As someone who lives in Pakistan and has witnessed first hand the impact of terrorist attacks on a society over the last few years, a few comments:

    a) The history of football is littered with violence. It doesn’t happen in England that much (any more), but when sport is the channel through which a society expresses it’s socio-politico-economic frustrations, things can go wrong and when there’s inadequate law enforcement (something you’ll find as a very common occurrence in most parts of the world), people get hurt. Some get killed. More on this here.

    b) It’s not a matter of ‘when’. It’s happened already. Rome, when United fans are beaten by the Roman police while Roma fans, who had provoked their rivals by charging at the dividing wall and throw bottles over the top, pointed and laughed. It happens when people get shot in gang faceoffs in Argentina, it happens when players beat up refs and fans beat up other fans.

    You think that’s not terrorism? I think we’ve made a huge mistake by accepting violence as a ‘natural’ outcome of passionate football support. Opposition fans are ‘targeted’, they are attacked and they quite often end up injured, while their attackers get away scot free.

    Sounds a lot like the shootings in Lahore to me, with one difference – people actually thought that was ‘not normal’.

    Chris – to be fair, I’m enjoying the fact that you’ve brought on new writers. I would recommend asking them to link out more to news sources / quotes – because if Stacy had linked to the original post showing Wenger’s quotes she might even have corrected her mistake at the start :)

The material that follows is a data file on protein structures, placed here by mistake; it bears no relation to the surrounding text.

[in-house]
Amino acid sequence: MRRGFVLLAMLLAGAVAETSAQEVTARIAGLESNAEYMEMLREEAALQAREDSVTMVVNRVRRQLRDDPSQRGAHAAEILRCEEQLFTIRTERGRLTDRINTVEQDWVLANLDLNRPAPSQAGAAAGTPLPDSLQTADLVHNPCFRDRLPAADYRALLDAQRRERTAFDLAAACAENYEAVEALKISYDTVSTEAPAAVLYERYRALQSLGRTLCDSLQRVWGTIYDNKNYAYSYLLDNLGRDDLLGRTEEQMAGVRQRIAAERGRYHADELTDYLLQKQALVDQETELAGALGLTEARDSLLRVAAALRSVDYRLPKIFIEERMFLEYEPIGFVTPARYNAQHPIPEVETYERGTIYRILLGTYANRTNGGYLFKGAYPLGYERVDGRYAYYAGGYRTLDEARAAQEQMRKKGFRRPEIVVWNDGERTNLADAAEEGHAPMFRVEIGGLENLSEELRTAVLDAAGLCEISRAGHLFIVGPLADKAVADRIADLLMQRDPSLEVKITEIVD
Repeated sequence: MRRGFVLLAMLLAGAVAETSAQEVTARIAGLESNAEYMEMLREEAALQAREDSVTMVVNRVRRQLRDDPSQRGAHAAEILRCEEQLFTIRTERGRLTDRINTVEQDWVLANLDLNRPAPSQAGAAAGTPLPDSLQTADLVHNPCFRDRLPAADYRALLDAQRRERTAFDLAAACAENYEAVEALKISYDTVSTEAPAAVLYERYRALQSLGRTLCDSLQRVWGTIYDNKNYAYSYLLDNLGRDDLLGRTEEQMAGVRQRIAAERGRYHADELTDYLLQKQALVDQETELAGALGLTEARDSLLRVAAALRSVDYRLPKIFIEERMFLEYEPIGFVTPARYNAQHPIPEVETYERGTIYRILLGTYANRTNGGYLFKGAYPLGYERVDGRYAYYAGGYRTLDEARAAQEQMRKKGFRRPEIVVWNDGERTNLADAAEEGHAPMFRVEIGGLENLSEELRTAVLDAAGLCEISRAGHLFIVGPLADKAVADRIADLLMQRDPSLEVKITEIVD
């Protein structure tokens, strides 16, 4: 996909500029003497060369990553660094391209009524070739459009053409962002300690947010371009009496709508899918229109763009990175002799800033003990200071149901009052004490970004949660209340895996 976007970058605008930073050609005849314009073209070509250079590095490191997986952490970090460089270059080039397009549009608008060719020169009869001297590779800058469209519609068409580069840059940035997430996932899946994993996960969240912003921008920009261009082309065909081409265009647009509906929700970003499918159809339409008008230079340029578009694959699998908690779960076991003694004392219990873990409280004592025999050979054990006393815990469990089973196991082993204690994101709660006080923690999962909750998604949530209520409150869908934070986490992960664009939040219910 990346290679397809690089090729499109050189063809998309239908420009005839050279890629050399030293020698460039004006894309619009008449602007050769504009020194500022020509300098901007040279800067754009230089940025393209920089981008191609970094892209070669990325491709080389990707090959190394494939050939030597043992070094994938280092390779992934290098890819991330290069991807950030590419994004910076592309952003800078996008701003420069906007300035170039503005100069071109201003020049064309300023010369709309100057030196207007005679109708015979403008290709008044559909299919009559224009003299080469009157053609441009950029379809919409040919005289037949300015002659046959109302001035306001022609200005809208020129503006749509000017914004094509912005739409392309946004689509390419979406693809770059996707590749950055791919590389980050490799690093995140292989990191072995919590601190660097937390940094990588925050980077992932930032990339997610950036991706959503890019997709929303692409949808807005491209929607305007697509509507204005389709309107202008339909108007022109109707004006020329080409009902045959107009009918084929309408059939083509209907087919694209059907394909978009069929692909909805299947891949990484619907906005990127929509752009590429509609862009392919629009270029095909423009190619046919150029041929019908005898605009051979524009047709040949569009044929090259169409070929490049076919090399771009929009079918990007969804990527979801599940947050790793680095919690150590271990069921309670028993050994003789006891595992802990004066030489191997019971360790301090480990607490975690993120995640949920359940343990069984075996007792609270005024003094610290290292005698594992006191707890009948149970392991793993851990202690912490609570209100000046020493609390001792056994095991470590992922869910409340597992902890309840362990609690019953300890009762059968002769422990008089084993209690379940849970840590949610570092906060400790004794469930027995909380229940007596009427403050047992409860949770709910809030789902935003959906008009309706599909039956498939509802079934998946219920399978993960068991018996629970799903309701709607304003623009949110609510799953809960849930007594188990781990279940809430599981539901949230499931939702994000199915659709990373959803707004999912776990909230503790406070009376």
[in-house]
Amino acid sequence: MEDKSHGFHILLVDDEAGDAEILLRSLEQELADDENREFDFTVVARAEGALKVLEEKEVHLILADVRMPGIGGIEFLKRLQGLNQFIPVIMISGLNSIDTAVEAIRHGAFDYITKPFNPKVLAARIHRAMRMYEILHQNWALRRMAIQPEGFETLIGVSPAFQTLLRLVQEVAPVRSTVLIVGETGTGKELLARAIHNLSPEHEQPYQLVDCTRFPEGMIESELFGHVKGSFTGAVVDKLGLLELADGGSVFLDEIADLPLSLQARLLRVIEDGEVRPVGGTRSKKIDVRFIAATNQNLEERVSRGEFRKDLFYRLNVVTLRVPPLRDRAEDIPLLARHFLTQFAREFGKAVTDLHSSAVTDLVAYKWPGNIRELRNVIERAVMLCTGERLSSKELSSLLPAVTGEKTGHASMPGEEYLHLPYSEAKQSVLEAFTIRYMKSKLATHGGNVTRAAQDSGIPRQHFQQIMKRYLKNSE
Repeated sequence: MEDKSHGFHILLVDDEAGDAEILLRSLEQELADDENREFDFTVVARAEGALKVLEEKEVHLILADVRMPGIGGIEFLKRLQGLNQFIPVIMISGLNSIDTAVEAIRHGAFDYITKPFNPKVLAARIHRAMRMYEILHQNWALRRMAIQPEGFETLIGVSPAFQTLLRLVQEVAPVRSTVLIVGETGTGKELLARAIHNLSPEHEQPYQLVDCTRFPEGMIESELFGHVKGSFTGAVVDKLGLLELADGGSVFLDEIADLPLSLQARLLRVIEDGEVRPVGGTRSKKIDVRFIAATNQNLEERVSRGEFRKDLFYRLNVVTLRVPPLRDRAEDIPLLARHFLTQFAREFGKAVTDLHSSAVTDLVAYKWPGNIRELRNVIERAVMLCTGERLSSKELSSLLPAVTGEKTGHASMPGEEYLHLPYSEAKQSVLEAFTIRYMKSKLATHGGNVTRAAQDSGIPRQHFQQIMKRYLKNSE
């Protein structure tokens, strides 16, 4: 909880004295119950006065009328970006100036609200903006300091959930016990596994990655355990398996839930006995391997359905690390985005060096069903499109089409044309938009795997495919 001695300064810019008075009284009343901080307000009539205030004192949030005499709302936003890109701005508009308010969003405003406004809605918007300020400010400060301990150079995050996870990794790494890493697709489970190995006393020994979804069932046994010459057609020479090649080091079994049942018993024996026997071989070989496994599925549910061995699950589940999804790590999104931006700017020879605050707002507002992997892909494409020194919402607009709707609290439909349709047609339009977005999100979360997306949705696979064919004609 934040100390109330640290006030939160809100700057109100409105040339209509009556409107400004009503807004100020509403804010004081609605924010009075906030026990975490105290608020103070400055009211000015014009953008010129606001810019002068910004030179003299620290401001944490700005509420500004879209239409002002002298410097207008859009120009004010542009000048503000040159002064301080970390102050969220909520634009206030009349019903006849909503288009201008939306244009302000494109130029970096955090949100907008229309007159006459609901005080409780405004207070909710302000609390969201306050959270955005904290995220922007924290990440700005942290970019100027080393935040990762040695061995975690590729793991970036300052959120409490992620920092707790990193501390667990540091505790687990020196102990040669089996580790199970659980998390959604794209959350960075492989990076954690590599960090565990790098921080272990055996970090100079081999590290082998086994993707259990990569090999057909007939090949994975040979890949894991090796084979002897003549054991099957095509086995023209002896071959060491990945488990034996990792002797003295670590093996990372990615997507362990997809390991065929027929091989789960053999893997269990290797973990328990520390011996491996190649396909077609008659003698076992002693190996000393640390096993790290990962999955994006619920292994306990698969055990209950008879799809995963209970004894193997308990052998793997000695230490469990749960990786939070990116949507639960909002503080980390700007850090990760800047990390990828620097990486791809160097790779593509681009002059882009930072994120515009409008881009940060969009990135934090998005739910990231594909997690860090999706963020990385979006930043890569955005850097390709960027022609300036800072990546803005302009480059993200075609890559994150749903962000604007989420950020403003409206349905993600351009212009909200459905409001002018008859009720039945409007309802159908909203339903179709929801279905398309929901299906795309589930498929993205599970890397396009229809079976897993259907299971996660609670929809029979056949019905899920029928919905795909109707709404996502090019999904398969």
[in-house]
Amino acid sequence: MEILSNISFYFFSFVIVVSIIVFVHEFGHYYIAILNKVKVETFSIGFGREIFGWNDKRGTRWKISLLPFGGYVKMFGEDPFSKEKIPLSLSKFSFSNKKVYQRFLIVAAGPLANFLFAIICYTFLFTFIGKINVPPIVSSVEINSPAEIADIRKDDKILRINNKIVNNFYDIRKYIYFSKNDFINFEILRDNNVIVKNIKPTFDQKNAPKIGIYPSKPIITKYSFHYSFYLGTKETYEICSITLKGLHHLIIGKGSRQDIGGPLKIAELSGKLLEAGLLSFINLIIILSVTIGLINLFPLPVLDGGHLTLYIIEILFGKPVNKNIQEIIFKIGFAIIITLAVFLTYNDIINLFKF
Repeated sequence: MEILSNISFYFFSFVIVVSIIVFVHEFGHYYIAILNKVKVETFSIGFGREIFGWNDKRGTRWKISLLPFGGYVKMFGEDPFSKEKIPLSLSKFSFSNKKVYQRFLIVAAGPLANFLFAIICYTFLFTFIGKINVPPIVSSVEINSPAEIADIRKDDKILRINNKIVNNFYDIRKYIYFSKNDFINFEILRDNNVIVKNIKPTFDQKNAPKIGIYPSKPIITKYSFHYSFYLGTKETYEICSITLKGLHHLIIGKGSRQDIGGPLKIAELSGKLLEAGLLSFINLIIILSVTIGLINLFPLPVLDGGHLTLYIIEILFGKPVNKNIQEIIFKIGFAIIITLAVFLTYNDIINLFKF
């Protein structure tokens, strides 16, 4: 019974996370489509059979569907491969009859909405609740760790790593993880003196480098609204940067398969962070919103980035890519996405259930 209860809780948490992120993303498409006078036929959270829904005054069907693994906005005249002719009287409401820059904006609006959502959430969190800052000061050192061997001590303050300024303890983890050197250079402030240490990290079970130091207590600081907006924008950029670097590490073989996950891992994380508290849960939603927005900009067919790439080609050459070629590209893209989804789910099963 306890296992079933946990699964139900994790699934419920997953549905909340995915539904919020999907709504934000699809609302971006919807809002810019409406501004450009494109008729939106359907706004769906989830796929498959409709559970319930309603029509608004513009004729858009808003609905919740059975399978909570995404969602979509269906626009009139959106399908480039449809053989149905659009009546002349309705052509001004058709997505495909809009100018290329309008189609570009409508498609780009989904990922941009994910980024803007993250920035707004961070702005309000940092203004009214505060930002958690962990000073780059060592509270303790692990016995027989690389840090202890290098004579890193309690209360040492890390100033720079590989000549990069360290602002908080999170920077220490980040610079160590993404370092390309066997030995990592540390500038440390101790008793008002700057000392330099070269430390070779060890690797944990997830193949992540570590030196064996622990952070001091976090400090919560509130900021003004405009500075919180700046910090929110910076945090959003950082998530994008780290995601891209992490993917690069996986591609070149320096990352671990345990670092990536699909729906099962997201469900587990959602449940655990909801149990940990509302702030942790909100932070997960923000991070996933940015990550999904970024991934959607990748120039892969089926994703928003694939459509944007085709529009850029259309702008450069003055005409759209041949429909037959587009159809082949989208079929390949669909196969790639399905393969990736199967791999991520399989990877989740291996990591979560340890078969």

cheers.

  6. m says:

    Stacey,

    You (the British in general I guess) fell victim of a rather squalid hype in British media. I browse through the net every day, literally, and search only this kind of information (terrace culture related). The new demonic senses/connections that have been recently added to the meaning of two words (Rome, ultras) are really frightening for me. Living in Poland I cannot understand how “ultra” may have become the ultimate synonym of football violence and terrorism – connecting it as part of football culture to militant guerrillas is a wee overinterpretation. But that’s just a general thougth on poor condition of mass media today – they base on fears, not facts. And that has been proven years back, gets confirmed now and again since the 70s quite regularly.

    The thing is, facts don’t get this much attention because… they are actually almost opposite. Just recently the Italian govt released report on safety in football grounds, like British interior ministry does each year. Facts show a significant decrease in violence. We observe the same in Poland while reading safety reports, but when reading press it seems quite opposite – the outcry of media is growing. Why? Fear sells.

    So my advice (which I have to take myself as well) is to go out and enjoy life a bit, smile at people and not bother one’s mind with too much media talk. It’s only part of the truth – at best. We all forget about it sometimes.

    Thanks for your entry and I hope none of the fears you’ve described will fulfill.